Once you nail the programming, it’s all about the execution. Contract the biceps as slow and hard as humanly possible on every rep in order to maximize tension and increase total time under tension. But even more importantly, this strategy will turn up your mind-muscle connection.
Working at a slow and deliberate tempo with a peak squeeze at the top of each rep while moving through extended ranges of motion in and out of a stretch is the recipe for massive biceps. Put your ego down, move light weights slowly for more reps, and challenge your form to maximize every rep. This is how you get gains (without pain and injury) that you can show off in a tank.
Without first building a foundation, you’ll never have the base to specialize and maximize isolation work. But if you’re already a strong lifting junky you’ll need isolation work to build bigger and stronger biceps.
One of the biggest obstacles lifters have when trying to build lagging areas is a poor mind-muscle connection. Once you’re past newbie gains, you’ll have one hell of a time building your biceps until you “feel” the muscle working. This is where the iso-dynamic contrast method comes in.
- Pick a weight you could curl for 15 reps.
- Curl the weight to the common sticking point, right around 90 degrees of flexion. Squeeze the dumbbells as hard as possible to create an irradiation stimulus and improve muscle fiber recruitment. Hold that squeeze for 15-20 seconds.
- After the hold, perform curls for 8-12 reps, or to technical failure.
This creates tons of metabolic stress, mechanical tension, and improves the mind-muscle connection to build bigger, stronger biceps. Do three to four sets twice a week.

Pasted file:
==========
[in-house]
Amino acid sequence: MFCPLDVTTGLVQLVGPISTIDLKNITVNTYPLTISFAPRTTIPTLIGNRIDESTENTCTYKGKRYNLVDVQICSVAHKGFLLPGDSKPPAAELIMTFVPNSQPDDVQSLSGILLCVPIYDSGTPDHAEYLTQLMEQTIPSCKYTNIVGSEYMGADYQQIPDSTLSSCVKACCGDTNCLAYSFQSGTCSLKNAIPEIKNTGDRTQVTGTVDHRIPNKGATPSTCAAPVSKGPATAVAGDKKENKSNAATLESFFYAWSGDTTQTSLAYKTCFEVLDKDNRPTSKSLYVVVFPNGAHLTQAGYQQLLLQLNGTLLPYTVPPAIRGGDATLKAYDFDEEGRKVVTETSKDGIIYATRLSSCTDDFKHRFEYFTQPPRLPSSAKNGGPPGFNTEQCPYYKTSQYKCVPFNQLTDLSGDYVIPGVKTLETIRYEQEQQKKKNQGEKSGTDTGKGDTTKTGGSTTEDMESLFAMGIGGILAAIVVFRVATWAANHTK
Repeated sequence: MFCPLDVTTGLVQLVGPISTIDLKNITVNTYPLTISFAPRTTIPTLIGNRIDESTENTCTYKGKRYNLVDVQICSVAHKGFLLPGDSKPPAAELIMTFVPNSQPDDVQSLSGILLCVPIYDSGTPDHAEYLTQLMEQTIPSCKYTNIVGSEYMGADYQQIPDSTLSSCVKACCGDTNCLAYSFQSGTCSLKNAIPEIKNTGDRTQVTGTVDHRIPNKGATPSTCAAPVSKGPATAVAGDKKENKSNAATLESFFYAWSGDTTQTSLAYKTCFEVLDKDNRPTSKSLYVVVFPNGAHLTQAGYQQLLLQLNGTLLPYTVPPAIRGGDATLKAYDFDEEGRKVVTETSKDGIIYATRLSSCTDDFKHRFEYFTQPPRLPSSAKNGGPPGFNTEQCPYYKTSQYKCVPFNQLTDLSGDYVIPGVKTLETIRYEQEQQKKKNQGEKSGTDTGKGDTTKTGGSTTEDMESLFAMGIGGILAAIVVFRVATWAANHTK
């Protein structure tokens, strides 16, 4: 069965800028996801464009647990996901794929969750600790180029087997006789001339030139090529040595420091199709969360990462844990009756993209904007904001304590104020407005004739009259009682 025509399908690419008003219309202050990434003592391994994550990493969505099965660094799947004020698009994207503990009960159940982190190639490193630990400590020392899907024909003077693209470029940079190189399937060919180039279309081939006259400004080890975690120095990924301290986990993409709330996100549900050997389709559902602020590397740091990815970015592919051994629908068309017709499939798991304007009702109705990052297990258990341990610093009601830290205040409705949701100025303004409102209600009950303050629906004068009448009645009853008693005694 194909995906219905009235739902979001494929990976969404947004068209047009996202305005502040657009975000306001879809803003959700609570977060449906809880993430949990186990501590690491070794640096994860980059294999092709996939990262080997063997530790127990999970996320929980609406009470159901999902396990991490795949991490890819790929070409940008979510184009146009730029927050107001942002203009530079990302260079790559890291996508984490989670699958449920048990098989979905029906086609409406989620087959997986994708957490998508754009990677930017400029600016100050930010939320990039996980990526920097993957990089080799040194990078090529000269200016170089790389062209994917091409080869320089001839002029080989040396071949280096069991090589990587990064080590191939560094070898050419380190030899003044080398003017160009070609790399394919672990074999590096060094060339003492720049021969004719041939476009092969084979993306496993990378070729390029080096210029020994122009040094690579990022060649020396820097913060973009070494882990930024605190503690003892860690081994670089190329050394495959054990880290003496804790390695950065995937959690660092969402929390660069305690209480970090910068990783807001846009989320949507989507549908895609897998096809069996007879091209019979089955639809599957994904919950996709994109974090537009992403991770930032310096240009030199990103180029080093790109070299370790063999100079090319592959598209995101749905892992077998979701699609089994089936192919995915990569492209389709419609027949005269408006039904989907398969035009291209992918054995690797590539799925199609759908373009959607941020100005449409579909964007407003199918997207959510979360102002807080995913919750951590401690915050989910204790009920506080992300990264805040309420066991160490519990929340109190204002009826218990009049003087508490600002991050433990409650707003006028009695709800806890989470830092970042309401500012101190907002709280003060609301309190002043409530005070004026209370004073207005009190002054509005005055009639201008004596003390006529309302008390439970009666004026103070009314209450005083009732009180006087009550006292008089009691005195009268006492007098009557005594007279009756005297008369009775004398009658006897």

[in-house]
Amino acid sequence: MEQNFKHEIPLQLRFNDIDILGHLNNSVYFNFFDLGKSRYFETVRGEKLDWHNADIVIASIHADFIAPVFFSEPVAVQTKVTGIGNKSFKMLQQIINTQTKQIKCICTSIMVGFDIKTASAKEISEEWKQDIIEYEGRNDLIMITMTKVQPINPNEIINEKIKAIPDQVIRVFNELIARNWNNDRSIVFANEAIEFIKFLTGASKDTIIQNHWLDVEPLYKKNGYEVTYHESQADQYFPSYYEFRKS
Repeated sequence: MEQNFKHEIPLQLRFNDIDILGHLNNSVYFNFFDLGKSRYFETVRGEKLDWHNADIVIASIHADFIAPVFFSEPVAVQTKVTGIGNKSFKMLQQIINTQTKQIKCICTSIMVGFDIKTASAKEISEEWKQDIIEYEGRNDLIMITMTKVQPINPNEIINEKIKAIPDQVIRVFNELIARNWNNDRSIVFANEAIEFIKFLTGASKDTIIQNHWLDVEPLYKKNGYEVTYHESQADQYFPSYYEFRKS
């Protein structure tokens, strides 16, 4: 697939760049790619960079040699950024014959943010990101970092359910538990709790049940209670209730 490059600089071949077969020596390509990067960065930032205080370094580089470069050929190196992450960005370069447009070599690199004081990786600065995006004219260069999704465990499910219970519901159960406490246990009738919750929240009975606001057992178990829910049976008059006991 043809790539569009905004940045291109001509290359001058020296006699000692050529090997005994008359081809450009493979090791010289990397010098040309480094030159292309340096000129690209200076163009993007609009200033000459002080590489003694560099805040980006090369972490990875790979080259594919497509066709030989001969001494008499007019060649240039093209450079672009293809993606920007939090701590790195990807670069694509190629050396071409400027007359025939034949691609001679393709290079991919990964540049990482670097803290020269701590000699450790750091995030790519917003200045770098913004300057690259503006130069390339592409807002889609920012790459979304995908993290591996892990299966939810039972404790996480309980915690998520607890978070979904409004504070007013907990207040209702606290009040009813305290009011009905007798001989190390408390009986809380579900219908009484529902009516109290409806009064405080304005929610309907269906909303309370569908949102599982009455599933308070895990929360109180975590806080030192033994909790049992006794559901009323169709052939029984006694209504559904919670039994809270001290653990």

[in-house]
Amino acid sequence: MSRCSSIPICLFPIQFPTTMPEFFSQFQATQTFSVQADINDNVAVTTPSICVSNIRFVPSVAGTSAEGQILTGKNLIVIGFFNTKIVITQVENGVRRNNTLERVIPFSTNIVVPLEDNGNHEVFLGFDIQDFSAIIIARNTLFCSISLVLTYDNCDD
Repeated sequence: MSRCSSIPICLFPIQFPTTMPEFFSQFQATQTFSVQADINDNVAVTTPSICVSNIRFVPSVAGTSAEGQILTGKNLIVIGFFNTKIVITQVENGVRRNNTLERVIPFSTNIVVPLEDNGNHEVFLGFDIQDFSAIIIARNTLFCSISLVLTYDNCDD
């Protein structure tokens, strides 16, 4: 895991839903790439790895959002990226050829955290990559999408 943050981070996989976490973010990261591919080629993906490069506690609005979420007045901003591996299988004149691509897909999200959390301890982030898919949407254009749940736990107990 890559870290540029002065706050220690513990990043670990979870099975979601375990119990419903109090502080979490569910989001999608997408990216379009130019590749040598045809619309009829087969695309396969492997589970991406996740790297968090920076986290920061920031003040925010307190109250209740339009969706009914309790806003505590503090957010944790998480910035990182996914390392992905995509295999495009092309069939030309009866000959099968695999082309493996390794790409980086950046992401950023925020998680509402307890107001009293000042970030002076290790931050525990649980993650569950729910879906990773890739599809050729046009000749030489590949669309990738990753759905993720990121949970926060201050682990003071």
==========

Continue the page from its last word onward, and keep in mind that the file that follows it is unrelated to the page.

Ten years ago, I would’ve recommended a pyramid scheme involving barbell curls. Five years ago, I would’ve recommended heavy weighted chin-ups. Today my opinion is different.
A recent training study by Brittany Counts and colleagues turned out some intriguing results. The subjects trained three sessions per week for six weeks. Each did two protocols: one arm was used for no-load and the other arm was used for high load.
The no-load condition had the subjects moving their arms into elbow flexion and extension while attempting to maximally contract their biceps throughout the range of motion. They experienced EMG biofeedback which encouraged them to flex as hard as possible throughout the workout. They performed 4 sets of 20 reps with 30 seconds rest time between sets. The high load condition used a dumbbell curl with 70% of 1RM for 4 sets of 8-12 reps with 90 seconds rest in between sets. Loads were increased over the 6-week period.
Unsurprisingly, the dumbbell group increased strength to a greater degree than the no-weight group. But here’s crazy thing – the dumbbell and no-weight groups saw the same gains in biceps hypertrophy. This should tell you that load doesn’t matter as much in building biceps as long as you’re contracting the muscle as hard as possible.
For biceps growth, you could choose a barbell curl, a dumbbell curl, a preacher curl, or a concentration curl, with heavy load for moderate reps, light load for high reps, or a combination thereof, and see similar results as long as effort is high and volume is sufficient.
But when it comes to biceps strength, specificity is king. One study by Scott Dankel and colleagues found that performing 1RM biceps curls every day for 21 straight sessions gained the same strength as a group that did the same thing with 1RMs but also included additional curling volume.
Therefore, if you want to maximize strength, do plenty of heavy low-rep work on whatever exercise task you’re striving to improve. For example, if you believe that the best way to test your biceps strength is a 1RM EZ-bar strict curl where your back is placed against the wall, then do lots of that in your training and you’ll be good to go.
When it comes to biceps, focusing on getting them strong often makes it more difficult to get them bigger because it can shift the tension away from the biceps themselves. Practicing intense contraction of the target muscle is much harder to do when using heavy weights.